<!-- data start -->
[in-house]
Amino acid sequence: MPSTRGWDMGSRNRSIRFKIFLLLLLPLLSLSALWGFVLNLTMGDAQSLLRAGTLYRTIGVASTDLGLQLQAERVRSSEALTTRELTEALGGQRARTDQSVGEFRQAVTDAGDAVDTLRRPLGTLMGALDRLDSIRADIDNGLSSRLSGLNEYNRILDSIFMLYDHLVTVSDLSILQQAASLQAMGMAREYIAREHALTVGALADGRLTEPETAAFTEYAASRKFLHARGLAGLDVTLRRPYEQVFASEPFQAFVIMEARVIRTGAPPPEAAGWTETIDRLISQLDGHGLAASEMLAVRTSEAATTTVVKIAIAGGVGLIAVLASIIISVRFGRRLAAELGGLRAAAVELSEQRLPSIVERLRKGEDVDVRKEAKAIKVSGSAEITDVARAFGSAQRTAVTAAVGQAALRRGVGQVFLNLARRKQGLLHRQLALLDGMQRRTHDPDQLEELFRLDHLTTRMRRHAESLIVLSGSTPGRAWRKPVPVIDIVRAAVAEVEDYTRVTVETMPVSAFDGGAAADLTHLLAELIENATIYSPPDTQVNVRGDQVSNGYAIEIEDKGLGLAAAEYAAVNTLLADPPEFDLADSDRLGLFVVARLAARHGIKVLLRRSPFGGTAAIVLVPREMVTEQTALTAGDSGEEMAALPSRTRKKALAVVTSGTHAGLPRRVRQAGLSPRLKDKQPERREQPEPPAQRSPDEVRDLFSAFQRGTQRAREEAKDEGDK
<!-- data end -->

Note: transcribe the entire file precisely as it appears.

[in-house]
Amino acid sequence: MPSTRGWDMGSRNRSIRFKIFLLLLLPLLSLSALWGFVLNLTMGDAQSLLRAGTLYRTIGVASTDLGLQLQAERVRSSEALTTRELTEALGGQRARTDQSVGEFRQAVTDAGDAVDTLRRPLGTLMGALDRLDSIRADIDNGLSSRLSGLNEYNRILDSIFMLYDHLVTVSDLSILQQAASLQAMGMAREYIAREHALTVGALADGRLTEPETAAFTEYAASRKFLHARGLAGLDVTLRRPYEQVFASEPFQAFVIMEARVIRTGAPPPEAAGWTETIDRLISQLDGHGLAASEMLAVRTSEAATTTVVKIAIAGGVGLIAVLASIIISVRFGRRLAAELGGLRAAAVELSEQRLPSIVERLRKGEDVDVRKEAKAIKVSGSAEITDVARAFGSAQRTAVTAAVGQAALRRGVGQVFLNLARRKQGLLHRQLALLDGMQRRTHDPDQLEELFRLDHLTTRMRRHAESLIVLSGSTPGRAWRKPVPVIDIVRAAVAEVEDYTRVTVETMPVSAFDGGAAADLTHLLAELIENATIYSPPDTQVNVRGDQVSNGYAIEIEDKGLGLAAAEYAAVNTLLADPPEFDLADSDRLGLFVVARLAARHGIKVLLRRSPFGGTAAIVLVPREMVTEQTALTAGDSGEEMAALPSRTRKKALAVVTSGTHAGLPRRVRQAGLSPRLKDKQPERREQPEPPAQRSPDEVRDLFSAFQRGTQRAREEAKDEGDK